5

Staying In and Getting Real: Current Events Roundup, Part Two

Oh, man.

It’s been a few days since the insanely horrific shooting in Las Vegas. 59 people are dead (including the shooter, who did happen to be a member of the human race) and 500 are injured. There has already been so much said about it, and even though I’m not a super political person in any way, I just felt like I needed to share some thoughts.

Unlike Harvey, Irma, Jose, and Maria, this tragedy was 100% preventable. If you didn’t believe in gun control before October 1, I hope that you’ve reconsidered your position. It’s not like getting into a fistfight; 59 people are gone. 59 people will never come back. 59 people didn’t think that their last day would be spent at a crowded country music concert in Sin City.

People kill people AND guns kill people.

Advertisements
2

Some Goals For October

Most of the past week of my life or so has consisted of sleeping (horribly, I might add), staying in bed until the afternoon, feeding myself, thinking about doing work, frantically running around either doing errands or going to dance classes, forgetting to feed myself again, watching YouTube, and going to bed way too late.

While it might seem like the perfect life, it does have its drawbacks, and I need to get.stuff.done.this.month.

So, a goal list is in order.

While I have my thoughts collected here goes my loosely-defined some goals for October.

  1. Read/go through ~4 books a week for research.
  2. Write 3-5 pages a week.
  3. Translate 7 scenes a week (roughly 1 a day; if there is a short one, I can do two in a day)
  4. Go through stuff in my closet/on my desk/in my car.
  5. Read 100-200 pages a day (for pleasure)
  6. Limit: YouTube, Facebook, Words with Friends, Secret Society, constantly checking email, other distractions.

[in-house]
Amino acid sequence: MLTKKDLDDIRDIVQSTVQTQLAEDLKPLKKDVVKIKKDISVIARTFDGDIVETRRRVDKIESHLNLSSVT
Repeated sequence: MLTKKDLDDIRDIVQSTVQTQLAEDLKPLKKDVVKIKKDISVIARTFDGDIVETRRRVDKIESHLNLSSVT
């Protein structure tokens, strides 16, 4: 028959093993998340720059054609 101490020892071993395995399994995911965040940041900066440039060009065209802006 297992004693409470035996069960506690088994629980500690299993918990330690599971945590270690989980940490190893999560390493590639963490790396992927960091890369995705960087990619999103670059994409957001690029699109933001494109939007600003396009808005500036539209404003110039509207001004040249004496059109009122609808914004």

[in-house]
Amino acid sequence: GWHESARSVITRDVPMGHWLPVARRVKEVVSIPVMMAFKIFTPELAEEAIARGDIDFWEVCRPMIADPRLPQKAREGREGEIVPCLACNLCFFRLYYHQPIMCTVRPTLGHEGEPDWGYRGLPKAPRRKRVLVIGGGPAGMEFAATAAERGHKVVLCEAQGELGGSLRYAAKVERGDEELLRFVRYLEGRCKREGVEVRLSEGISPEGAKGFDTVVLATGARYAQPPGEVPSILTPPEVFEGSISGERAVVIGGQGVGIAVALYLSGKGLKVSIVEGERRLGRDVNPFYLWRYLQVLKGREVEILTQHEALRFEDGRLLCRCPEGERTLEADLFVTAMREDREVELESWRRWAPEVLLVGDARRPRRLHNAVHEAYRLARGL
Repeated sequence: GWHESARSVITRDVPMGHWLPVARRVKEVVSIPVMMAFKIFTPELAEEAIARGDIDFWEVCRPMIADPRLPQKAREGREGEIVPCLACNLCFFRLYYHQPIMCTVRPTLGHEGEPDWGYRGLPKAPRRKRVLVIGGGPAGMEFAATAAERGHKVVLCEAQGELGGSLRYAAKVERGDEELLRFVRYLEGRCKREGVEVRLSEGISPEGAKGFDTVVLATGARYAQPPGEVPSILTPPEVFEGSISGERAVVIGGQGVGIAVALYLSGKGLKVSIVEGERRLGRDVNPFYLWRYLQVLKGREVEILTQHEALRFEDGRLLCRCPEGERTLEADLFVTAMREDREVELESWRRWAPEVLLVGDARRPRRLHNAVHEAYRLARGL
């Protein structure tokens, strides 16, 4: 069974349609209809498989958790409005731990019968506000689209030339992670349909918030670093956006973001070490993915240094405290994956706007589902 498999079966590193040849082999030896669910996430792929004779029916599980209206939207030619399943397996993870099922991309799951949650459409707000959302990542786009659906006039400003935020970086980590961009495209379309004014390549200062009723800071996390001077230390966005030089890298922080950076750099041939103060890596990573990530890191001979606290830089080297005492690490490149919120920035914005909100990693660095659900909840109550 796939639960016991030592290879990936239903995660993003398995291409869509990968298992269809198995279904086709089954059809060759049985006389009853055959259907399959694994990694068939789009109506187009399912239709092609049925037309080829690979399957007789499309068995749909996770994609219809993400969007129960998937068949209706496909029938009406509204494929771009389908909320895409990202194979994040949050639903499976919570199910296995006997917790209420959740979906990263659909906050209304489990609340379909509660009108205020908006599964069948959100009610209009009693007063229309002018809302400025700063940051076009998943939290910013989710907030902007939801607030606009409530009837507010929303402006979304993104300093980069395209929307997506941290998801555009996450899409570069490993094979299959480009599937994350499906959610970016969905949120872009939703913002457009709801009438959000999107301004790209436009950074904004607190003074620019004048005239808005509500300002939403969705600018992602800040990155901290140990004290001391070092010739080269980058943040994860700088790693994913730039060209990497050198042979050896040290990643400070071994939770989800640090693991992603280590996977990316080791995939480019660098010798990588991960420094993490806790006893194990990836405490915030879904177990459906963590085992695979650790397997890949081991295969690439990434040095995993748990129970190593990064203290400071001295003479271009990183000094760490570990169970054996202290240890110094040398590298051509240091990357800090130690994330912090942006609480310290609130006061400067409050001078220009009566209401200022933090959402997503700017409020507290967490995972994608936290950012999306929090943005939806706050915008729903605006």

7. Go to bed by 2 AM.

Come on Jacob, you can do this.

Any encouragement would be appreciated.

4

A Slightly More Than Expected Day

One of the questions asked at tonight’s APO meeting was about the most interesting thing that happened today.

Normally, I don’t find my days that interesting, especially today, which I spent the better half of in bed. Once I got up, however, the following things happened.

  • I put an earring into a drunk man’s ear.
  • I bought a salad for lunch and left it sitting in a bag on the sidewalk.
  • I admitted publicly to doing both of those things.
  • I was sitting outside and writing a check to send in the mail with my Kohl’s bill, and just as I was finishing, a bird pooped on it.
  • I went to Target, and though I bought plenty of other things, the fruit snacks I bought did not make it home.
  • For a block, I drove down the wrong side of the road. Fortunately, there were no cars coming.
  • My right ear hurts like crazy (not the ear canal, but slightly under the ear) and I hope I don’t have an infection or anything.

It’s been quite a rough 24 hours for the world, but hopefully this post will cheer some of you up.

4

Magical Money Box

According to the Buzzfeed machine, the newest Twitter hashtag going around is #ConfessToSomethingStupid.

Even though I don’t have Twitter, despise hashtags, and only use them ironically, I thought to myself a) this would be the perfect topic for a blog post and b) I probably have so much material from my life. In fact, I had a post quite a while ago with stupid things I used to believe, right here, and I reread it to make sure I wouldn’t repeat a story.